It is strongly discouraged to attempt gaining entry to bars and nightclubs using a fake ID. If caught, using someone else's ID will most likely result in a hefty fine. Those caught modifying one's own ID in order to appear old enough to enter run the risk of being charged with forging a government issued document; a serious crime under Norwegian law.


  • Dødeladen, Innlandet stop of Sundbåten city-ferry, [23]. Unrivalled spot for your sunset beer in summer. Pint of beer 68.  edit




  • Atlanten Motell og Camping, Dalaveien 22, +47 71671104 (, fax: +47 71672405). Is a small motel and camping-area, located 3 km outside the city of Kristiansund.  edit
  • Havna Gjestehus, Vågeveien 5. Is a small guesthouse that offers cheap accommodation in the city centre of Kristiansund.  edit


  • Astoria Hotel, Hauggata 13, +47 71678437 (). Is a small hotel, situated close to the city harbour.  edit
  • Comfort Hotel Fosna, Hauggata 16, +47 71571100. Is a medium-sized hotel located in the city centre of Kristiansund, with walking distance to the harbour.  edit
  • Hotel Kristiansund, Storgata 17, +47 71570300. Is a hotel situated at the sea front of Kristiansund, close to Kristiansunds largest shopping mall.  edit
  • Rica Hotel Kristiansund, Storgata 41, +47 71571200 (). Is a modern, sea-front hotel in the city centre of Kristiansund. The hotel holds status as the largest of Kristiansund, offering great value and service.  edit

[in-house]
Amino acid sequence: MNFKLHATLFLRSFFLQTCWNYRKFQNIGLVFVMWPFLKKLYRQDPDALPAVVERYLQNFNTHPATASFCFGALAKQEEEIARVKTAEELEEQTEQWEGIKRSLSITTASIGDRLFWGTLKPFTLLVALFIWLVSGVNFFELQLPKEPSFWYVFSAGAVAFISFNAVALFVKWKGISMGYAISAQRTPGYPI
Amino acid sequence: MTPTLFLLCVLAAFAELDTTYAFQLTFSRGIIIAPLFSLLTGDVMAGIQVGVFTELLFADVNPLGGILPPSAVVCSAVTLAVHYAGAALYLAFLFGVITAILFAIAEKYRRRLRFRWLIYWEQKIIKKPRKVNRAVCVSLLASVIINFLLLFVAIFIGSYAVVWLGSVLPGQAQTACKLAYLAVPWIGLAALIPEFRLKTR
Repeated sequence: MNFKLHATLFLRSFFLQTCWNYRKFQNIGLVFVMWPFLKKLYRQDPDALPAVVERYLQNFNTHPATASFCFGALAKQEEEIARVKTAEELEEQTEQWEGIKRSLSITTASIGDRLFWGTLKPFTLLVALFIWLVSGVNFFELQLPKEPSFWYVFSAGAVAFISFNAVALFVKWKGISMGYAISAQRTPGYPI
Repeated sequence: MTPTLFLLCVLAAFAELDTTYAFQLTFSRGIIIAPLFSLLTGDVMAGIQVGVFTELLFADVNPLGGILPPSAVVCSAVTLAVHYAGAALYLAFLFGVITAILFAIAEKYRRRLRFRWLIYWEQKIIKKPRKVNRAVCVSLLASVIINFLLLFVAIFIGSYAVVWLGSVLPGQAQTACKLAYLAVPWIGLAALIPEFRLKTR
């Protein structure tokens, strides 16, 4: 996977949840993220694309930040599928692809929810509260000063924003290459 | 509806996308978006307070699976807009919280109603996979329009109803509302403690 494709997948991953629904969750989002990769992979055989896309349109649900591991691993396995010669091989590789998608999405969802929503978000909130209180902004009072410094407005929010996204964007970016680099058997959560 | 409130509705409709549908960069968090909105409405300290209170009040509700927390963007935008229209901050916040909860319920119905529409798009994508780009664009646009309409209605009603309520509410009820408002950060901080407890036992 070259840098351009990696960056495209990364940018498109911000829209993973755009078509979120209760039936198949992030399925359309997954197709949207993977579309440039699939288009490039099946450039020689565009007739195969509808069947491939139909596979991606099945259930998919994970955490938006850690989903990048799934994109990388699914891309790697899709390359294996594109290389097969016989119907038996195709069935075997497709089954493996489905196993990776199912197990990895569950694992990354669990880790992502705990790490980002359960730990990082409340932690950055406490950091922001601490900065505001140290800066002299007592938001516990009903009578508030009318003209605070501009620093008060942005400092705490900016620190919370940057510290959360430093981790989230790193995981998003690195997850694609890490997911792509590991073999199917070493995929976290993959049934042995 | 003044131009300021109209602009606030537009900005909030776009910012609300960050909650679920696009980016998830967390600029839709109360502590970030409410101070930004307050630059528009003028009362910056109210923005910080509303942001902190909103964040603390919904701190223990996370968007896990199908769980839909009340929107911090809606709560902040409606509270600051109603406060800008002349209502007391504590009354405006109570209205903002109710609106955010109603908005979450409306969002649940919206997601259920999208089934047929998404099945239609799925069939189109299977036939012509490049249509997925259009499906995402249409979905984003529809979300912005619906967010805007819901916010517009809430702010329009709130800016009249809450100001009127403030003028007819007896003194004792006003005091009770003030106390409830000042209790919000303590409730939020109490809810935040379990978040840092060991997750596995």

• Quality Hotel Grand, Bernstorffstredet 1, +47 71571300 (, fax: +47 71571301). Is the oldest, and one of the most exclusive hotels of Kristiansund. Located right in the centre core of the city, the hotel offers walking distance to nearly everything Kristiansund has to offer.  edit
  • Thon Hotel Innlandet, Heinsagaten 12. Is a hotel under construction on the isle of "Innlandet" in Kristiansund. The hotel is being built in one of the old and characteristic harbour houses in the city, giving the guests an unique atmospheric experience.  edit

Get out[edit]

  • Aure is a typical coastal municipality of Møre og Romsdal with many beautiful small islands. Most people live near the shore. Aure merged with Tustna in 2006 and the new municipality is called Aure. Population 3.600.

Aure’s coastline is almost 300 kilometres long. Unique possibilities for angling from the shore and from the many bridges and sounds. Fishing from boats for herring, mackerel, saithe, cod and pollock. Great hunting for red deer in the large forest and mountain areas. Excellent fishing for freshwater trout and sea trout. The scenery on Tustna is dominated by the coastal mountains. These over 900-metre-tall mountains, which rise straight up from the shore, form a chain in a north-south direction. Great walking, with several paths ascending to the summits, which offer fantastic views of the ocean and the fjords.

  • Grip is an archipelago located southwest of Kristiansund, and was until 1964 the smallest municipality of Norway. Today it is a deserted fishing village, but is a popular tourist attraction for the special architecture and unique location. Norway's smallest stave church, which was constructed in the end of the 15th century is also located at Grip. In the summer season there is a scheduled boat service from right next to the bus terminal of Kristiansund.